I just got back from checking on the boat by the way, and she's frozen in! So here are a few pics to start of with of the harbour and river:

So I have been working on my mast and tabernacle design. I have decided to make a hybrid mast with the lower 20 feet constructed of 6 inch Schedule 40 aluminum pipe. This pipe is made from 6061-T6 alloy, and the O.D is 6.625 inches (168.275 mm) and has a wall thickness of 0.28 inches (7.112 mm). A 20 foot length weighs 131.28 lbs.

The upper section will be made with fir, laminated up from the pile of leftover 2 by 4's I have left over from the build. This section will insert into the top of the pipe by around 18 inches, and will be bonded in with epoxy. I'll taper it down to 4.5 inches at the top, and epoxy fiberglass it. This section will weigh around 50 lbs at 12 feet long including the inserted end.

The whole mast will weigh around 185 lbs with fittings and will be 30 to 32 feet long depending on my final sail design. The pivot in the tabernacle will be about 5 feet up from the bottom, leaving 25 to 27 feet above the partner (tabernacle pivot).

The bottom of the mast will have attached a lead counterweight weighing in the vicinity of 300 lbs, that I will cast from a pile of tire weights I have already.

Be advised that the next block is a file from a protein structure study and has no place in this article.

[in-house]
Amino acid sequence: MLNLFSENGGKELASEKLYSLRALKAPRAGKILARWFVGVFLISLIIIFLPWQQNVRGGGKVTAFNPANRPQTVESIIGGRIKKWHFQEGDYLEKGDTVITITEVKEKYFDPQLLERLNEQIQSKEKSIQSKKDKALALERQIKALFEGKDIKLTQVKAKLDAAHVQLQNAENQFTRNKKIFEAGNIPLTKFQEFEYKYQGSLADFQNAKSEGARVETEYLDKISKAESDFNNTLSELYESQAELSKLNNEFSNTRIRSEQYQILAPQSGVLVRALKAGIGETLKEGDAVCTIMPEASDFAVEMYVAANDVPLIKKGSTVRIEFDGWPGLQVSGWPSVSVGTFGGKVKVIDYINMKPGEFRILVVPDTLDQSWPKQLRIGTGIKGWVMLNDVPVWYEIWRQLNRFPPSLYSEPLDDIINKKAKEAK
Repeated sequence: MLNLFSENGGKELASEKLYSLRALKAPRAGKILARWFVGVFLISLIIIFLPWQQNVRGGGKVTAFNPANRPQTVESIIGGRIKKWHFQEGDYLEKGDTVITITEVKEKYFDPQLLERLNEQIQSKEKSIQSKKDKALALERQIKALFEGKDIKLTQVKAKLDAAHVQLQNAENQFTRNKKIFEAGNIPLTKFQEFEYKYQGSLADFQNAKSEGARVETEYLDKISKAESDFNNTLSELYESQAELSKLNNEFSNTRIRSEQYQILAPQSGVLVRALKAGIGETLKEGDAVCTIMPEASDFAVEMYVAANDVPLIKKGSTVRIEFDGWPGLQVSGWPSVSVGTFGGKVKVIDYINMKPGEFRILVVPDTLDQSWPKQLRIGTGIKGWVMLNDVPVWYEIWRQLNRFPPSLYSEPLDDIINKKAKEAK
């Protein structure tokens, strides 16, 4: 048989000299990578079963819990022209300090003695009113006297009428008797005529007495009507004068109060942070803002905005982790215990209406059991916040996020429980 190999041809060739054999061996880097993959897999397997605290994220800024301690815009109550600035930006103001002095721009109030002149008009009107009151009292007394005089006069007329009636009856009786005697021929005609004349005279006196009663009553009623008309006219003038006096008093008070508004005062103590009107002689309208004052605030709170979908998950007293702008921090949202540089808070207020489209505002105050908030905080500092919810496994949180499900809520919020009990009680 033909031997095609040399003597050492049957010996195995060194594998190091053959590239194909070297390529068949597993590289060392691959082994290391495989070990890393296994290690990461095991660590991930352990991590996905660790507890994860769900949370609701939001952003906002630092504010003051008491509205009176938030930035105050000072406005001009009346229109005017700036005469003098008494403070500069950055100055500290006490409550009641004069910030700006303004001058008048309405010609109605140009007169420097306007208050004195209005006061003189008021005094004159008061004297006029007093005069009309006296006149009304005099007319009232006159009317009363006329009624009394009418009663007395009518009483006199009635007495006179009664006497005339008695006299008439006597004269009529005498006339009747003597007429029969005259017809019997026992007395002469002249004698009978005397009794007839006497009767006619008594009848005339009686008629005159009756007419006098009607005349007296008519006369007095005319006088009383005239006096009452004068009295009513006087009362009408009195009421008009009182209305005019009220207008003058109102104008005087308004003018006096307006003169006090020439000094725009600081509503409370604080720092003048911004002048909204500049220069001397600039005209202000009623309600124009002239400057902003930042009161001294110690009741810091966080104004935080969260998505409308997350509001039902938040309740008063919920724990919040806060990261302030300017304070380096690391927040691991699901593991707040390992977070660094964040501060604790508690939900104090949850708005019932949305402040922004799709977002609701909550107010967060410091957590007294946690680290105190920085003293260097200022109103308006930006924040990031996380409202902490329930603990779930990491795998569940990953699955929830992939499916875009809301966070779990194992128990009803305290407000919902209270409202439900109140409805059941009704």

I worked out the counter balance as follows: The weight of the aluminum mast above the pivot point will be 98 lbs. The center of balance of the pipe will be 7.5 feet up from the pivot so its moment times the arm will exert

**738 ft/lbs**with the mast horizontal. The wood section's center of balance will be 19.5 feet up from the pivot, and with the wood section weighing about 50lbs, will exert

**975 ft/lbs**.

Add the two - 738 ft/lbs plus 975 ft/lbs and we get a total of

**1713 ft/lbs**to counter balance.

If we take the weight of the mast below the pivot point (32.82 lbs) and put it's center of balance at 2.5 feet down the mast when horizontal, we get

**82.05 ft/lbs.**That still leaves us with 1713 - 82 = 1631 ft/lbs to counterweight. But if I can get a lead counterweight at the bottom of the mast that weighs around 300 lbs, then I can generate 300lbs times 5 feet or 1500ft/lbs. That leaves around 131 ft/lbs to overcome manually to raise the mast.

**Pushing down on the weighted end will only require about 26 lbs of pressure to raise the mast!**

**I can make a simple mold from plywood to cast the counterweight. All I need is a honking big propane burner and a galvanized bucket to melt the lead tire weights in and a means of safely handling the whole works.**

As for the tabernacle itself, I'm thinking to get it welded up from plate steel. 3/8" should do and if I paint it with epoxy it should stand up well. I'll put a base plate that sits on, and is bolted to the deck. It will also be bolted through the cabin bulkhead to additional steel structure inside the cabin, that carries the load all the way down to the floor.

I can likely carry a steel channel down to the bottom stringers and bolt it all the way down the bulkhead. That bolt you see in the floor by the way is attached to the copper grounding plate on the bottom - so we have good lightning protection.

Fore and aft stresses have me a bit concerned if I allow the roof structure only to bear them, so I may carry another brace from the top diagonally down to the bulkhead aft. Still thinking on that...